United States District Court, D. Colorado
March 16, 2015
BOB CUSTARD, Plaintiff,
DAVID ALLRED, YVETTE BROUILLET-FETTERHOFF, BUREAU OF PRISONS, CHAVEZ, CORDOVA, ENCARANANZE, FIEF, ANDREW FENLON, B. KASDON, KOCH-COULTER, PATRICIA RANGEL, PAUL ZOHN, and ZONNO, Defendants.
ORDER ADOPTING RECOMMENDATION OF UNITED STATES MAGISTRATE JUDGE
ROBERT BLACKBURN, District Judge.
This matter is before me on the following: (1) the Motion To Dismiss [#74] of the defendants filed April 14, 2014; and (2) the corresponding Recommendation of United States Magistrate Judge [#122] filed January 26, 2015. The plaintiff filed objections [#123] to the recommendation, the defendants filed a response [#126], and the plaintiff filed a reply [#130].
As required by 28 U.S.C. § 636(b), I have reviewed de novo all portions of the recommendation to which the plaintiff objects. I have considered carefully the recommendation, the objections, the other filings in this case, and the applicable case law. Because the plaintiff is proceeding pro se, I have construed his pleadings and other filings more liberally and held them to a less stringent standard than formal pleadings drafted by lawyers. See Erickson v. Pardus, 551 U.S. 89, 94 (2007); Andrews v. Heaton, 483 F.3d 1070, 1076 (10th Cir. 2007); Hall v. Bellmon, 935 F.2d 1106, 1110 (10th Cir. 1991). I overrule the objections, approve and adopt the recommendation, and grant the motion to dismiss [#74].
The plaintiff, Bob Custard, is a prisoner incarcerated at the United States Penitentiary, High Security, in Florence, Colorado. In this case, he asserts a variety of claims under Bivens v. Six Unknown Named Agents of Federal Bureau of Narcotics, 403 U.S. 388 (1971). The magistrate judge details the reasons that Mr. Custard cannot pursue his First Amendment and Fifth Amendment claims as Bivens claims, and why he cannot pursue any Bivens claim against the Federal Bureau of Prisons. Based on my de novo review of the apposite record and law, I concur. I note, however, that Mr. Custard also seeks injunctive relief against the Bureau of Prisons based on his alleged First Amendment claim. This claim for injunctive relief is not included in the dismissal of the Bivens claims against the Bureau of Prisons. The magistrate judge details also why the claims of Mr. Custard against the defendant named in the complaint [#10] as "Cordova" must be dismissed. Again, my de novo review constrains concurrence. The objections [#123] and reply [#130] of Mr. Custard do not vitiate the thorough and circumstantiated ratiocination of the magistrate judge.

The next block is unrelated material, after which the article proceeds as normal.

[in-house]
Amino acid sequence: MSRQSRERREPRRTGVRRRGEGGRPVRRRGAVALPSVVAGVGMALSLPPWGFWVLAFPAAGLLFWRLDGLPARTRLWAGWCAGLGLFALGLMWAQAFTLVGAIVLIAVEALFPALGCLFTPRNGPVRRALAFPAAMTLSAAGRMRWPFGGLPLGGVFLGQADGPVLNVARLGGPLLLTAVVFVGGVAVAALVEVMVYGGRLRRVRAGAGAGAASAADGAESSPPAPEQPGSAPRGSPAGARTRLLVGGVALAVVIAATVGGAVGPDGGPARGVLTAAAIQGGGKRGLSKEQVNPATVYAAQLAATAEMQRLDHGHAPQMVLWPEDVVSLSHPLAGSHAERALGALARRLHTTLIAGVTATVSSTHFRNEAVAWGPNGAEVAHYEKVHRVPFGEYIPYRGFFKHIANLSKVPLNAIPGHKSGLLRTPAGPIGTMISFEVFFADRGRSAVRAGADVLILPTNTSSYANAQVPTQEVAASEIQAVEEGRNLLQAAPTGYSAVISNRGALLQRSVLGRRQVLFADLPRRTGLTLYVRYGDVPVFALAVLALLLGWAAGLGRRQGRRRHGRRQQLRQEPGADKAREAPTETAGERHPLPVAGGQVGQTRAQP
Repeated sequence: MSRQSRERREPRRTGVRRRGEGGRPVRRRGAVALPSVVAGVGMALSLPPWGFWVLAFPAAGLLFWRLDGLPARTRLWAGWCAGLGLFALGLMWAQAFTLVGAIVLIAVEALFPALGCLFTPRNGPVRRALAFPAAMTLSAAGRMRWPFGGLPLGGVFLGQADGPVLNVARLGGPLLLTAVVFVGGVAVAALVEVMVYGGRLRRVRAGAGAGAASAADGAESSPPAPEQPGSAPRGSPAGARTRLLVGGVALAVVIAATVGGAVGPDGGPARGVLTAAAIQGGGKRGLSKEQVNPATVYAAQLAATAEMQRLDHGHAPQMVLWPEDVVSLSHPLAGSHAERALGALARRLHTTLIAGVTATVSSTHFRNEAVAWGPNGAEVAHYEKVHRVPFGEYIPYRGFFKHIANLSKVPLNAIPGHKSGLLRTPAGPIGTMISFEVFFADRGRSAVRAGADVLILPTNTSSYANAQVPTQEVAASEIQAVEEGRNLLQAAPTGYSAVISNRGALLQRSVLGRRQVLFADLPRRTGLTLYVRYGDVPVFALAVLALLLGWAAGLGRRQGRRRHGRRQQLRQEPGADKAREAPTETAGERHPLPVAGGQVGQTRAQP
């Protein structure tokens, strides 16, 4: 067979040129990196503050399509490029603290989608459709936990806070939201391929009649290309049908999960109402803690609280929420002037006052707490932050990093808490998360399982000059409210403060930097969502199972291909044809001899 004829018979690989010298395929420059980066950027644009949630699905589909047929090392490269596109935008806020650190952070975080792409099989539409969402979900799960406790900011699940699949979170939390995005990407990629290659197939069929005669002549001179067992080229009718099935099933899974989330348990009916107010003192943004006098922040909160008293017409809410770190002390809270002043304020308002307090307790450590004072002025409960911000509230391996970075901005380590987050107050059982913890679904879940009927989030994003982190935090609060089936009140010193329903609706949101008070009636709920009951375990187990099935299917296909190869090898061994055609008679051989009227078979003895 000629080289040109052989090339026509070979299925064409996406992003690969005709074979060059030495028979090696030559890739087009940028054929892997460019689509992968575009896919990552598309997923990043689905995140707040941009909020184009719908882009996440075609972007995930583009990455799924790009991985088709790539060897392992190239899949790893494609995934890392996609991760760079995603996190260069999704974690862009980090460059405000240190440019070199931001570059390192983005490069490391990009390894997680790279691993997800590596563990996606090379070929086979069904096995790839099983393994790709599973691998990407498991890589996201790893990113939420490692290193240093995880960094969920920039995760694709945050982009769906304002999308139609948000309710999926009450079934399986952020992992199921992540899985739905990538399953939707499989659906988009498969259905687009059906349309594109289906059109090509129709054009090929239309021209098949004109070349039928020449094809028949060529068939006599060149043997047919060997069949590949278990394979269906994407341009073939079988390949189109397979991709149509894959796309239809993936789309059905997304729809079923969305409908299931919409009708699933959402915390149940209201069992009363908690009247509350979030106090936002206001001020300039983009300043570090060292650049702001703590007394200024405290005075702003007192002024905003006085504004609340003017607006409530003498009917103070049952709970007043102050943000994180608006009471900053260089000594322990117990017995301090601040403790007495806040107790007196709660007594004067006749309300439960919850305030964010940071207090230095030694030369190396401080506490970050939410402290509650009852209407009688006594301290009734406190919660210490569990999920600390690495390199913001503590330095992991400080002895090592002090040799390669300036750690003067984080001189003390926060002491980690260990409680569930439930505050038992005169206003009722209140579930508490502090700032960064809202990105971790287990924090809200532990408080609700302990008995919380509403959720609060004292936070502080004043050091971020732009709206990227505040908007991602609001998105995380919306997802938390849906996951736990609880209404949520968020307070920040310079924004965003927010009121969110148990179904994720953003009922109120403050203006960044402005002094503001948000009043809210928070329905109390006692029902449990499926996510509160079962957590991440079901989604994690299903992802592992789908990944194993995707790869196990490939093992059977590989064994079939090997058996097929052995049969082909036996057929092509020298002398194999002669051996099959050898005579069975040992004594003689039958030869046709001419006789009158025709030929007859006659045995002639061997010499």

THEREFORE, IT IS ORDERED as follows:
1. That the Recommendation of United States Magistrate Judge [#122] filed January 26, 2015, is approved and adopted as an order of this court;
2. That the objections [#123] of the defendant are overruled;
3. That the Motion To Dismiss [#74] of the defendants filed April 14, 2014, is granted;
4. That the claims of the plaintiff alleging violation of the First Amendment and Fifth Amendment and asserted under Bivens v. Six Unknown Named Agents of Federal Bureau of Narcotics are dismissed with prejudice;
5. That all of the claims of the plaintiff asserted under Bivens v. Six Unknown Named Agents of Federal Bureau of Narcotics against the Federal Bureau of Prisons are dismissed with prejudice;
6. That all of the claims of the plaintiff against the defendant named in the complaint [#10] as "Cordova" are dismissed; and
7. That accordingly, the remaining claims pending in this case include: (a) the Eighth Amendment claims; (b) the claim for injunctive relief against the Federal Bureau of Prisons; and (c) the claim for declaratory relief.